Behind the Story: Inside ISIS’s Marketing Department
Shona Sanzgiri / December 8, 2015
Story: Inside the surreal world of the Islamic State’s propaganda machine
Outlet: The Washington Post
Reporters: Greg Miller (@gregpmiller) and Souad Mekhennet (@smekhennet)
Magazine: Confronting the ‘Caliphate’
Do terrorists have marketable brands? ISIS does, and it’s dangerously effective. After The Washington Post learned the group was orchestrating a savvy and sustained media campaign rivaling those of most marketing departments, their next step was finding the people responsible.
They didn’t just locate one individual. Instead, Washington Post reporters Greg Miller and Souad Mekhennet met with an entire team employed by ISIS, responsible for filming, editing and distributing video and other forms of communications. Well produced and full of pathos, the videos in particular have inspired young, would-be jihadists all over the world, while terrifying and angering the West.
Miller and Mekhennet spoke with members of the propaganda team who, after fleeing ISIS, were jailed upon returning to their home countries. We had an in-depth chat with Miller, also the Post’s National Security Correspondent, about how ISIS successfully spreads their message of religious violence using 21st century media.
ISIS is the first major terrorist organization to grasp not just media, but social media. Was this immediately part of their strategy?
Absolutely. Even before the Islamic State declared itself a caliphate, the organization had a major presence on social media sites including Twitter and Facebook. This was by design. ISIS wants to expand not only its territory but its influence. Social media helps accomplish that, carrying the group’s message to the largest possible audience.
Their videos are elaborately produced and choreographed, sometimes taking hours to shoot. Why is this attention to detail so important to ISIS?
The attention to detail reflects not only the priority that ISIS places on propaganda, but the extent to which it has upended al-Qaeda propaganda playbook. The older terror network was known for long-winded videotaped lectures from Osama bin Laden. ISIS uses its videos to project images of power and permanence—all designed for an audience of young males who grew up with smart phones, social media and special effects movies.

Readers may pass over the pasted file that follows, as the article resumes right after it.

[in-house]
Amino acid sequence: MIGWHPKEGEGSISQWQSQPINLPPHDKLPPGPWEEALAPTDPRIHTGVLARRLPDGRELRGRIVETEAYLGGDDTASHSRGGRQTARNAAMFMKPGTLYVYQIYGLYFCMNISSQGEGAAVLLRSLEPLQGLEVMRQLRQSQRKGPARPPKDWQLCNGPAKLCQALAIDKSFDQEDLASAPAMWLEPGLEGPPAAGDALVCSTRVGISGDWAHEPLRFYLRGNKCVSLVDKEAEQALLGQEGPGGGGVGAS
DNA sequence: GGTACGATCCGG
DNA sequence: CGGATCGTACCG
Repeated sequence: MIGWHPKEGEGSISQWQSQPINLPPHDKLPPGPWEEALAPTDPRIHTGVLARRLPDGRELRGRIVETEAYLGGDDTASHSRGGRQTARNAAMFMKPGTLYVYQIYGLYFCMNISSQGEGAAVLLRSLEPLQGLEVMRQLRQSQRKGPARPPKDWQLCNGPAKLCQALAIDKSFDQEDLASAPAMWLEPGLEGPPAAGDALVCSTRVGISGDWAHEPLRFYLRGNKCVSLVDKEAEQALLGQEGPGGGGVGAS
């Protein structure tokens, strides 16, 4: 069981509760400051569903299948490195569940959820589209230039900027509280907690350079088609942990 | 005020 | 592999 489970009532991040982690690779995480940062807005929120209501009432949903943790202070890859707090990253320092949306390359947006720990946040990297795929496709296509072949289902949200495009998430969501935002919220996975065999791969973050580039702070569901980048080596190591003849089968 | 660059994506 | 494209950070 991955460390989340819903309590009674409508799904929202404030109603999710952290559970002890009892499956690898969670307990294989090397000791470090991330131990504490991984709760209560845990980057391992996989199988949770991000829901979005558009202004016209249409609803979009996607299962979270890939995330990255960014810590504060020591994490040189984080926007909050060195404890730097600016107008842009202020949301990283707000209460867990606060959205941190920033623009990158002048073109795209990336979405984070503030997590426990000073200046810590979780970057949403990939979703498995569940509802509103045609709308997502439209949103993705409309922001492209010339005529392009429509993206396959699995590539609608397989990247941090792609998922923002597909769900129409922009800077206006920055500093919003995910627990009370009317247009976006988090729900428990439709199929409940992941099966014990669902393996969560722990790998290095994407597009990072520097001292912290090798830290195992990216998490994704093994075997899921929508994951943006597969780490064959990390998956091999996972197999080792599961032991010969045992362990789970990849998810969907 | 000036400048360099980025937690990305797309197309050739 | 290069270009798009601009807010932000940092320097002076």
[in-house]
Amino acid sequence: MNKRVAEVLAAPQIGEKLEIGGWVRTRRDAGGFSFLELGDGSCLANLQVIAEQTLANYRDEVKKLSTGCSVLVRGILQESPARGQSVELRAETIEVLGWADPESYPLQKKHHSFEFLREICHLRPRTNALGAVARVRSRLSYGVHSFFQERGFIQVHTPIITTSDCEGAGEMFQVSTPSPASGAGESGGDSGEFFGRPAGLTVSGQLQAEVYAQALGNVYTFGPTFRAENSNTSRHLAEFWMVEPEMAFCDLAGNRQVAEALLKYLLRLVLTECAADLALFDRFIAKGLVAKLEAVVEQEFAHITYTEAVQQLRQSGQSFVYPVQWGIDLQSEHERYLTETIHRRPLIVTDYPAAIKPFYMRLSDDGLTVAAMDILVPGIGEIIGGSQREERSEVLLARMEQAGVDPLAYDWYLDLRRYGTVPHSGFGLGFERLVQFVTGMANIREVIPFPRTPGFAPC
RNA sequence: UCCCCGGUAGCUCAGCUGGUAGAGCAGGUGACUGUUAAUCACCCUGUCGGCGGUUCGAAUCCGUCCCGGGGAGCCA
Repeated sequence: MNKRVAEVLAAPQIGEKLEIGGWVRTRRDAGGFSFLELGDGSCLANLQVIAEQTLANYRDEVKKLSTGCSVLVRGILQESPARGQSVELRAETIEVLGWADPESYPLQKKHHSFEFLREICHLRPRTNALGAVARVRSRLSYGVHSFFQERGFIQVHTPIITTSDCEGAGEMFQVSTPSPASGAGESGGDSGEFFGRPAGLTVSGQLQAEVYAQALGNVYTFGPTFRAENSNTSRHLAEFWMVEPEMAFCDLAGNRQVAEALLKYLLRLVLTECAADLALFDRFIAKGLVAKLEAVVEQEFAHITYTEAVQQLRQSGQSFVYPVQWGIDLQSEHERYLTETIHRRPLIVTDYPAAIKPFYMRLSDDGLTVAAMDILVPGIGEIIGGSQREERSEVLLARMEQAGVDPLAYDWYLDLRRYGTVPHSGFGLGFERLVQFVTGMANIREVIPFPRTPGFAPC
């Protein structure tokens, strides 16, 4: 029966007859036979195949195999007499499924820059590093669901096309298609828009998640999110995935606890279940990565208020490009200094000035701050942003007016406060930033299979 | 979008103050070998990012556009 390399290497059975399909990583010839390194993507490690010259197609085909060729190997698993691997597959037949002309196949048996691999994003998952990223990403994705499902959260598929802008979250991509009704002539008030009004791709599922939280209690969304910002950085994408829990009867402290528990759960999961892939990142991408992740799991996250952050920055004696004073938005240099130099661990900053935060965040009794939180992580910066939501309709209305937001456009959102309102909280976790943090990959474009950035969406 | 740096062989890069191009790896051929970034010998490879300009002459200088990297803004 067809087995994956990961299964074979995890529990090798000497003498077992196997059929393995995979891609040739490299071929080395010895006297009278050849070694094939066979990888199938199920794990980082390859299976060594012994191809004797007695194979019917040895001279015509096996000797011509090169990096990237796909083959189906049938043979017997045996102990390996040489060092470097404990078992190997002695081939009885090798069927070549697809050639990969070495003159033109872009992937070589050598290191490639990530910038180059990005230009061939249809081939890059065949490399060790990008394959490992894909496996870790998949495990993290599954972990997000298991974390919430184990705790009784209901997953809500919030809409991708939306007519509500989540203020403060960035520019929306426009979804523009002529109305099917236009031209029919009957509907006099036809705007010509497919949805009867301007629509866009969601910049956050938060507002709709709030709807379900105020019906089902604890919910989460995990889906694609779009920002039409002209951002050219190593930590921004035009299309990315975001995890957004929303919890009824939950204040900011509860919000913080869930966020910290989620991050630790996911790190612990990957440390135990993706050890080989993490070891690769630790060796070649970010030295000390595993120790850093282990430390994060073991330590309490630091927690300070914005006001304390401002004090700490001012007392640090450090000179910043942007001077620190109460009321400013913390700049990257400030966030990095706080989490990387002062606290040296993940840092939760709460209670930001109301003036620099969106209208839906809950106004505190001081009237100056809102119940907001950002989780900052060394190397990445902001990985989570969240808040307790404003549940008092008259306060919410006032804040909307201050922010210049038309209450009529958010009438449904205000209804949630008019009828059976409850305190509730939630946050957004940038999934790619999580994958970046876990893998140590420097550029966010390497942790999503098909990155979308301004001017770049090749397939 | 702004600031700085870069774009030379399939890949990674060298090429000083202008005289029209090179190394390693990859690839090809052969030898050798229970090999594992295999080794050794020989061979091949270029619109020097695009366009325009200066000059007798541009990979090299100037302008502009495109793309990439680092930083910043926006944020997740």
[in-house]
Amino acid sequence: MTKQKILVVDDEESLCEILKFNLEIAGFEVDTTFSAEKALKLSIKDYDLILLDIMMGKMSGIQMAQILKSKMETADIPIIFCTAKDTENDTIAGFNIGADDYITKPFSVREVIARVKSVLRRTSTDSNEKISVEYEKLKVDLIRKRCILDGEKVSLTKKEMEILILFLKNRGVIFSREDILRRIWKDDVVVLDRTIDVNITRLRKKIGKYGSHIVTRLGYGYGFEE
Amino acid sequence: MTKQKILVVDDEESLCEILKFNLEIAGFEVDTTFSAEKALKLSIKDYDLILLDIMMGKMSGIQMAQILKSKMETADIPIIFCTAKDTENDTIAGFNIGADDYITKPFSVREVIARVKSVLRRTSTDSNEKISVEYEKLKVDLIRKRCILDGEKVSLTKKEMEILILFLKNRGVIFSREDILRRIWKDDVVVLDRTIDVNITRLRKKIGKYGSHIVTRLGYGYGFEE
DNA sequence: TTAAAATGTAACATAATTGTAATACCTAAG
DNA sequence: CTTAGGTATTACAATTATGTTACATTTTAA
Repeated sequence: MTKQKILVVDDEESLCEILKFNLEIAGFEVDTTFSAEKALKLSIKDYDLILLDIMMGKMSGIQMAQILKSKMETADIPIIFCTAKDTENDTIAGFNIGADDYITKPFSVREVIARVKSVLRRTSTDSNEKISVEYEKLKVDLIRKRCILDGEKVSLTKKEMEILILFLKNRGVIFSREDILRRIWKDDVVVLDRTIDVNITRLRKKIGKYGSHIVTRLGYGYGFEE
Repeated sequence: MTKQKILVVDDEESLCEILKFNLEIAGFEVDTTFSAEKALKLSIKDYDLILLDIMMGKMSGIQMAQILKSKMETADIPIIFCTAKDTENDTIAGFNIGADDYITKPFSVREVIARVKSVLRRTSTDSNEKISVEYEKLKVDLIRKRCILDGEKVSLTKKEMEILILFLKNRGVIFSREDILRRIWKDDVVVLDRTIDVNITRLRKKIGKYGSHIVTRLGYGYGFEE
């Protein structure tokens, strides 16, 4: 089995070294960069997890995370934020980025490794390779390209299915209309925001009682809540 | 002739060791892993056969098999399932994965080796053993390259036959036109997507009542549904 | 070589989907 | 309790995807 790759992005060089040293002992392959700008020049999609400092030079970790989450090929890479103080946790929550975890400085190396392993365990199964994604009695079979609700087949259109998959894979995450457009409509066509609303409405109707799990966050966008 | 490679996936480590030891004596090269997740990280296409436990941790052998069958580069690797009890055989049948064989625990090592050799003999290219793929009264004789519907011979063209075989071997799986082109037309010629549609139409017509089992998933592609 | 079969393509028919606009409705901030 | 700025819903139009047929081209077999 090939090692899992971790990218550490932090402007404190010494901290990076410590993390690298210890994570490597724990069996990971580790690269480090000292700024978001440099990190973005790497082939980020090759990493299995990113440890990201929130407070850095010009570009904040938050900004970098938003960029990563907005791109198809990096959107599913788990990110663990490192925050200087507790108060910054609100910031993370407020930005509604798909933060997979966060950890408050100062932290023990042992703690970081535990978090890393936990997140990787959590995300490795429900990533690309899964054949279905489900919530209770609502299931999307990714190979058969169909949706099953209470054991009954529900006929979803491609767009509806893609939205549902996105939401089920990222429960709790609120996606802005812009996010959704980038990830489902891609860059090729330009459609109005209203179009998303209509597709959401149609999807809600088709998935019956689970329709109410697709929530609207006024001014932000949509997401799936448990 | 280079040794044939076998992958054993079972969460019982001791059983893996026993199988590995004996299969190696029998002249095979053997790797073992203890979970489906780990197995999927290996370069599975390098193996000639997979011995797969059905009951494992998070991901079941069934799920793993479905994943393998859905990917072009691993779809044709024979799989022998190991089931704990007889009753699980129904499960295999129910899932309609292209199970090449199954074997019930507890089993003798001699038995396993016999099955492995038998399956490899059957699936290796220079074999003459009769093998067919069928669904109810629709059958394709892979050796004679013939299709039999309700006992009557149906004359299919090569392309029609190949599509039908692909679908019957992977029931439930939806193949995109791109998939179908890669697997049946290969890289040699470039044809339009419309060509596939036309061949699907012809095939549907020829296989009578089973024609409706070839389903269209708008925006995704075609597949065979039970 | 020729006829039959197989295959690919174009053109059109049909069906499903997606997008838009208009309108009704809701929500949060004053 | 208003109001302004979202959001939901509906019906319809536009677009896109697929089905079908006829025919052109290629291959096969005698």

Has there been any measurable effect to these videos? Does ISIS track or monitor their propaganda output?
The Islamic State’s propaganda is so vast that it’s all but inconceivable that the organization approves the thousands of messages that go out every week and month, let alone tracks their impact in some sort of Nielsen ratings sort of way.
But I’m sure the organization sees propaganda as a major reason that it has drawn tens of thousands of fighters from more than 100 countries. I think the impact can also be measured in other ways. The United States and the West didn’t launch its intense bombing campaign in Syria until after ISIS released videos showing the beheadings of Americans.
What do you think is most misunderstood about ISIS? Or what should we know that we don’t?
I think people see the medieval tactics that ISIS employs and see it as an archaic organization. In some ways it is. But in others—including in its use of social media—it is a thoroughly modern phenomenon.
What are authorities doing to fight propaganda and reclaim the narrative? And what are social media companies like Facebook and Twitter doing?
The U.S. government has spent millions of dollars trying to counter the Islamic State’s message, with little success. The government has had more success leaning on Twitter and Facebook to shut down Islamic State-related accounts. The group is barely visible on Facebook, though it still manages to get around many of the blocks erected by Twitter.
According to the former militants you spoke with, what exactly is ISIS’s “brand”?
Its brand is really bifurcated. On the one hand, it portrays itself as a merciless force for Islam, a society of savagery for those who fail to embrace or adhere to its strict interpretation of that religion. But it spends an equal amount of energy presenting itself in videos and messages as a utopia, a place of bustling markets and thriving schools free of the corruption that many in the Arab world associate with their governments.
Do you see ties to their brand of propaganda and propaganda throughout history? What are the common themes?
I see similarities to Soviet and, yes, even Nazi approaches to propaganda. Mainly in terms of the forceful way in which it seeks to block access to external media sources, while bombarding its subjects with videos and images meant to convince them of the Islamic State’s superiority.
How is the West being used as a propaganda tool?
The West is of course used as a foil, an interferer that should be driven from historically Islamic lands. But Western media is also exploited in a way, bringing attention to the Islamic State and its atrocities in ways that the group could never accomplish strictly through social media or other means.
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